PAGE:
Tuesday, 21 July 2020

When to declare?

One of the unique things about test cricket is the prospect of declarations.

While there's situations in motor racing where a driver might go slow in order to conserve fuel or in sailing where a racer might give up the lead in order to get in a more favourable position, there's not really any other sport where a team or individual can opt to stop scoring to ensure that they get a win.

The prospect of a draw encourages positive play from the team that is on top, and allows an out for teams who are losing.

Deciding when to declare also provides interesting talking points for fans and commentators alike, and the decisions are much easier in hindsight.

However, it's essentially a statistics problem. There are two variables, and a whole lot of historical data. The key variables are the overs left at the start of the innings and the target to win. 

While there are other issues (the "throw out a carrot" theory - if the target is close enough, teams will take more risks) and no two teams are the same, we can build a model based on that data and use that to predict the chances of winning, based on when a team declares.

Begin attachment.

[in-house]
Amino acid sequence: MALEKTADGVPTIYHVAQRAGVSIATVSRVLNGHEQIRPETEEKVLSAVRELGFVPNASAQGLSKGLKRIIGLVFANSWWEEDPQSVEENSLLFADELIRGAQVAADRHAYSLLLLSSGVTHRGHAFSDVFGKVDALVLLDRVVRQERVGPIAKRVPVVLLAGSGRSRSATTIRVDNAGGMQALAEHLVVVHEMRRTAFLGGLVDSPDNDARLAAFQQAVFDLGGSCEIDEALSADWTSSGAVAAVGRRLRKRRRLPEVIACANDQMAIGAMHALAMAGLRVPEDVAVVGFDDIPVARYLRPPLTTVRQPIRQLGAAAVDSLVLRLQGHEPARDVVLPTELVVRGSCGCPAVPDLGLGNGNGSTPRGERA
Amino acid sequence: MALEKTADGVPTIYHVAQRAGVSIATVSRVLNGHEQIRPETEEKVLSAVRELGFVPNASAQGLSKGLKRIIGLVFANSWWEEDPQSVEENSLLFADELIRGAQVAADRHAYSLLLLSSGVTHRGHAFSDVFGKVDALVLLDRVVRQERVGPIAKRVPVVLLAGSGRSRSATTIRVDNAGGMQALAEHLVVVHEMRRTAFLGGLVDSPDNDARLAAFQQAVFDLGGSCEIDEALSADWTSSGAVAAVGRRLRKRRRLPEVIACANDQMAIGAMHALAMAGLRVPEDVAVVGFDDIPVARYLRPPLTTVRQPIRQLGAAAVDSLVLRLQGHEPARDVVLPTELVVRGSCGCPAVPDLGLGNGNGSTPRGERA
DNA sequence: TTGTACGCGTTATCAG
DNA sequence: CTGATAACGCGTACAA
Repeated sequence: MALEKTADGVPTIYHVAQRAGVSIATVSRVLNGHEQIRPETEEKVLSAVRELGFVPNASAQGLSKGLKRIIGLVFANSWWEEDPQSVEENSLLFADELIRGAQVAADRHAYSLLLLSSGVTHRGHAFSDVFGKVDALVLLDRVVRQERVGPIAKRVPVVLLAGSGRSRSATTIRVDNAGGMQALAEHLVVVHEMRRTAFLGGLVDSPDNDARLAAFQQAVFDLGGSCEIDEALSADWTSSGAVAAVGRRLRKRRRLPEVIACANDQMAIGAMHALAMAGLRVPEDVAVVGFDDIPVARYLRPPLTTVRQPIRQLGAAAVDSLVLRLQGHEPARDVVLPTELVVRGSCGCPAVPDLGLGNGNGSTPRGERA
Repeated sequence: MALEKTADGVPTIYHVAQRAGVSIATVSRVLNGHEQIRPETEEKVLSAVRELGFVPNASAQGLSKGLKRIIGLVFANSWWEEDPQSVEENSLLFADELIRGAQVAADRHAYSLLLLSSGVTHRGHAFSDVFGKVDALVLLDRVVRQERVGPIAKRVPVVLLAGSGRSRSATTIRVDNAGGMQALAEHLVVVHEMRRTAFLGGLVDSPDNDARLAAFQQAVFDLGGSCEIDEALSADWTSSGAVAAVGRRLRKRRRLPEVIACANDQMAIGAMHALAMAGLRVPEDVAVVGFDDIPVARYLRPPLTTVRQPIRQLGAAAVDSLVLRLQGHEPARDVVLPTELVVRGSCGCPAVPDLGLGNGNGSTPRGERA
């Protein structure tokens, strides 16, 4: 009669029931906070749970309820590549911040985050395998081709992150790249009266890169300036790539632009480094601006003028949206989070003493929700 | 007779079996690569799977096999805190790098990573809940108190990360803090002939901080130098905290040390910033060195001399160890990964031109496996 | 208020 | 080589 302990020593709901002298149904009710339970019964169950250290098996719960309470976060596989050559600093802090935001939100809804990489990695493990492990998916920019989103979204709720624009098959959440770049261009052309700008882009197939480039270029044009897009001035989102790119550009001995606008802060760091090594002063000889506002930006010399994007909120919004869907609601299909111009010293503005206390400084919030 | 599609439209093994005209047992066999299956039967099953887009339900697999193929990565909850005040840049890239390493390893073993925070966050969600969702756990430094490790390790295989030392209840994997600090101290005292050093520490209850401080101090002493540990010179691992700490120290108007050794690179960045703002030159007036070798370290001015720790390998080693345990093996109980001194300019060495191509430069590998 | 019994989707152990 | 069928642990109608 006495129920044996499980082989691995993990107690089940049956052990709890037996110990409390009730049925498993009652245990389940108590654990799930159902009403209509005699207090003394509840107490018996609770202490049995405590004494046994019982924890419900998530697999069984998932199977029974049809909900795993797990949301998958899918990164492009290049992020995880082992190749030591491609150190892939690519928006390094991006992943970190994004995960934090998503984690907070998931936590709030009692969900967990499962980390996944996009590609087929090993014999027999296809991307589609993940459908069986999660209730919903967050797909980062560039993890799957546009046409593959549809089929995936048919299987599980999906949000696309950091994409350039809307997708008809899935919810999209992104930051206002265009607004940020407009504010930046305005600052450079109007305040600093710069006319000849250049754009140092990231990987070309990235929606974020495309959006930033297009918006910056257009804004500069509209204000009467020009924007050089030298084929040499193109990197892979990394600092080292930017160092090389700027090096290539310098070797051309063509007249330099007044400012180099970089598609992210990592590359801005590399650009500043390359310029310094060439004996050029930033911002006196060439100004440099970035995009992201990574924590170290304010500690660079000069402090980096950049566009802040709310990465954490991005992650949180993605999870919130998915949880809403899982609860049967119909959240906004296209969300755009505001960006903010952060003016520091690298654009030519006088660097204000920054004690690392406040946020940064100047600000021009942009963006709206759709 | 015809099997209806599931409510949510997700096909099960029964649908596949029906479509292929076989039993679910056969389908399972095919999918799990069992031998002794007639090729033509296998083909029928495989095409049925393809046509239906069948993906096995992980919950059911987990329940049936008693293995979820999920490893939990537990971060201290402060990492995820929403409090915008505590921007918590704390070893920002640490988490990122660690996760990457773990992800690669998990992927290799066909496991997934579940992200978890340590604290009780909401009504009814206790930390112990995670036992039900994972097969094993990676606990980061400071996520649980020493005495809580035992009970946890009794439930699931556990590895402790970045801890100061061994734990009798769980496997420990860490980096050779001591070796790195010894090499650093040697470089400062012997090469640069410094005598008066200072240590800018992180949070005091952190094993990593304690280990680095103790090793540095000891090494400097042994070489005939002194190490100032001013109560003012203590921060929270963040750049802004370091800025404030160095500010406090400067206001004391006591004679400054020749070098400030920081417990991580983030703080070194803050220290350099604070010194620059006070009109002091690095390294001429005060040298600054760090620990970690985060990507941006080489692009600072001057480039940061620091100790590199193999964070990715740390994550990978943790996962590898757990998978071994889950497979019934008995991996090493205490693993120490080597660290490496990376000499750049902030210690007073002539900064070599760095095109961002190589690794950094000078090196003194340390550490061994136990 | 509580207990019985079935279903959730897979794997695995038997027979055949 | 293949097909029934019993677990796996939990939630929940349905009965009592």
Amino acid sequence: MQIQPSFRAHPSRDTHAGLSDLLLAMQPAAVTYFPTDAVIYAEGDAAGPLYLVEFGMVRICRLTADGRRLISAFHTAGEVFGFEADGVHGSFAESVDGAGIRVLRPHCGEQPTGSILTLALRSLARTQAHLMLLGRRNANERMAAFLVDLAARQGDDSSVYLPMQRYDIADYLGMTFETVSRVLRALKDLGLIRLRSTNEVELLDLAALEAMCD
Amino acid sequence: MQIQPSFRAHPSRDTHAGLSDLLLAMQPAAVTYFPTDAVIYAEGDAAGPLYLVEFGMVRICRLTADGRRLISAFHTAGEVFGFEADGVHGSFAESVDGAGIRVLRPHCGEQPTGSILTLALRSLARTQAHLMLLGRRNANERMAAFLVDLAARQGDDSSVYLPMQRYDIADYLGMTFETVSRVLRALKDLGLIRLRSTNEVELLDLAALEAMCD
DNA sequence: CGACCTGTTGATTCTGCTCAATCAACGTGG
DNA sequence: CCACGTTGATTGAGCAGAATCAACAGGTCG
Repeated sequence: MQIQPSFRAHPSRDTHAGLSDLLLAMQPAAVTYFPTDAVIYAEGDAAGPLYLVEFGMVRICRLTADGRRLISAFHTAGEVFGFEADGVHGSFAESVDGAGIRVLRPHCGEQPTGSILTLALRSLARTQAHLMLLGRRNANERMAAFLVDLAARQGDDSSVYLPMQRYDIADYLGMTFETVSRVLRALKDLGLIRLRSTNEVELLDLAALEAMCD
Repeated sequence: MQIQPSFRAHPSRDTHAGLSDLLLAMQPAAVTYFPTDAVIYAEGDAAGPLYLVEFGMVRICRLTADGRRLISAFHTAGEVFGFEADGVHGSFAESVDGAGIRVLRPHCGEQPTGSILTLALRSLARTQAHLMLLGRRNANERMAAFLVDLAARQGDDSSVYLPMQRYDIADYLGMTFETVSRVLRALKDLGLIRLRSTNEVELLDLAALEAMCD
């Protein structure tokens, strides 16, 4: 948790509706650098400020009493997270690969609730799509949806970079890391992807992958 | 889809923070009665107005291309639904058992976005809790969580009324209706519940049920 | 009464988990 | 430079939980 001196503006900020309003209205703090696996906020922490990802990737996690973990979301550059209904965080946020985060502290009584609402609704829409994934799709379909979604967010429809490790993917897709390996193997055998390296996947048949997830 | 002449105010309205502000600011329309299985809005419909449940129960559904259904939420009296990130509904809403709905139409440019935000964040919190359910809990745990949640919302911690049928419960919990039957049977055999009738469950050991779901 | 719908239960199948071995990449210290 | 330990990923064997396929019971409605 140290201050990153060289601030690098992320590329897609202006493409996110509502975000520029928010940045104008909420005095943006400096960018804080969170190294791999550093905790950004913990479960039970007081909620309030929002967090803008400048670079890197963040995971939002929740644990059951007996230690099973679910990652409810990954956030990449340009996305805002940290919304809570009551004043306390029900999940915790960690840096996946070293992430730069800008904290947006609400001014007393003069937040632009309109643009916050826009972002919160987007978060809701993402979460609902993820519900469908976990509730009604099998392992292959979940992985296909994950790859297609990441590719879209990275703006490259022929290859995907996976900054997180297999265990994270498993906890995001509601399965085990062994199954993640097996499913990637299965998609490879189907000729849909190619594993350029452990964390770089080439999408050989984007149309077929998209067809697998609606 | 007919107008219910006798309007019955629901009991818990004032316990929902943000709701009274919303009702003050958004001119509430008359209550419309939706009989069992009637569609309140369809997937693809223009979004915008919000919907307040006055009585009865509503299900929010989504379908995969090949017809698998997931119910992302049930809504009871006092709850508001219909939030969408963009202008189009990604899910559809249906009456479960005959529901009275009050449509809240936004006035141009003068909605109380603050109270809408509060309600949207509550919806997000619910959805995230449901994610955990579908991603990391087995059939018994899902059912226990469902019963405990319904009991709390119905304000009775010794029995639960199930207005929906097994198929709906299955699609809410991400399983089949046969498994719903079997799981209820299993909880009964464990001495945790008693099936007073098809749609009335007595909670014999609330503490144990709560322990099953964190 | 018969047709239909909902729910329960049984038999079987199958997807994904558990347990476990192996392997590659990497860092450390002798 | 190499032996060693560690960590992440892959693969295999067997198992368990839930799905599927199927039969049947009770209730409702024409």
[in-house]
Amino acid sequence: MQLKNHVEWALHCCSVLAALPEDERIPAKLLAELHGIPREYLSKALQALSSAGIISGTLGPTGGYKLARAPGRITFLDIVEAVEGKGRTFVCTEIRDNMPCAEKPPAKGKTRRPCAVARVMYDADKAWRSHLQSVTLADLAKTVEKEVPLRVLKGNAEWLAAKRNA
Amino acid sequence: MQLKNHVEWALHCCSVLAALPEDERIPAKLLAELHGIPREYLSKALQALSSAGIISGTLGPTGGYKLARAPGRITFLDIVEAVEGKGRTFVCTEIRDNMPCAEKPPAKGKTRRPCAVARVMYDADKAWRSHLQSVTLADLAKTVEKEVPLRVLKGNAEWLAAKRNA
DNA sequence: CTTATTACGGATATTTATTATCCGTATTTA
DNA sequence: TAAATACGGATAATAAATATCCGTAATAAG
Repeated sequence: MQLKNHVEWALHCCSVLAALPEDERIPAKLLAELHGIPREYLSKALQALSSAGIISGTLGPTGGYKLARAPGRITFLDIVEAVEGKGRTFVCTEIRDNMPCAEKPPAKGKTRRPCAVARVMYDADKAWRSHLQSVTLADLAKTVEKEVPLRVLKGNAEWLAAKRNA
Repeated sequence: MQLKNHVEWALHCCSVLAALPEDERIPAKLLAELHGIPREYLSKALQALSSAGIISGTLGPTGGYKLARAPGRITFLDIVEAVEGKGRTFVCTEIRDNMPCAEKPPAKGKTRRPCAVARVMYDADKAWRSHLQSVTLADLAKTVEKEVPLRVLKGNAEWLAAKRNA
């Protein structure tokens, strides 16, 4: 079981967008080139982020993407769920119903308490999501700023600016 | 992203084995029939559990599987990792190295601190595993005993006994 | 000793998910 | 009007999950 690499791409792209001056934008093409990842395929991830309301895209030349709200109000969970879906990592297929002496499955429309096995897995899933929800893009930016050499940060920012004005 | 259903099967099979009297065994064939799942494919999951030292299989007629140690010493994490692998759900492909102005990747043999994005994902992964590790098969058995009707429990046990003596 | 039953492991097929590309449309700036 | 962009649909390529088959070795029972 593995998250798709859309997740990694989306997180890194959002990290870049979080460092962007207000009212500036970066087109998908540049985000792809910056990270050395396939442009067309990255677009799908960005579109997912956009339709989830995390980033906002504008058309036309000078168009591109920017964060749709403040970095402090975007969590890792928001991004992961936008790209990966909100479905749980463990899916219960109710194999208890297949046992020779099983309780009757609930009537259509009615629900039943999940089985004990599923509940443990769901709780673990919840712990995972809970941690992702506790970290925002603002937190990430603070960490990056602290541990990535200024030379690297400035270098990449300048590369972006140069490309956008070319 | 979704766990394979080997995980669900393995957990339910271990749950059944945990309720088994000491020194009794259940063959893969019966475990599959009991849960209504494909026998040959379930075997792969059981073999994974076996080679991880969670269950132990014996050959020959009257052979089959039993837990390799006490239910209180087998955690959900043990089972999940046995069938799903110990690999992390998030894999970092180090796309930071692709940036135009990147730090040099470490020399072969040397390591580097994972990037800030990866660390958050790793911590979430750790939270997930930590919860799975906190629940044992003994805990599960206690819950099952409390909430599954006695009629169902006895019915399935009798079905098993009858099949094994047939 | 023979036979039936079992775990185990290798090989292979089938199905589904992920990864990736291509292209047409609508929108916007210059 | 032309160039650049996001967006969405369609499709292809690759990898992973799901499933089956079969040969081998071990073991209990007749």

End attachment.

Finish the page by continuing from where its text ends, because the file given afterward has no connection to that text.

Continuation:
I've built a very basic model, based on the 130 most recent matches where the target was under 400.

Given that data, the optimum declaration point changes based on the runs per over that the team scored.

In the end they set West Indies a target of 312 in 85 overs, which was too much, and the model suggested that it would be. It output the probabilities of 9.8% for a West Indies victory, 27.5% for a draw and 62.6% (all values rounded - which is why they don't add to 100%). The most likely outcome is what happened.

Part of the fact that England had such a good chance of success was that they scored so quickly. 92 runs in 11 overs gave them an excellent chance of success. However, a declaration a couple of overs earlier might have given them an even higher chance of success. They would have had a 64.4% chance of winning if they had declared a couple of overs earlier.

I put together a graph showing the impact of the scoring rate on the chance of winnings and the optimum time to declare. It's often said that strike rate isn't relevant in test matches. But this match proved the value of scoring quickly in tests.


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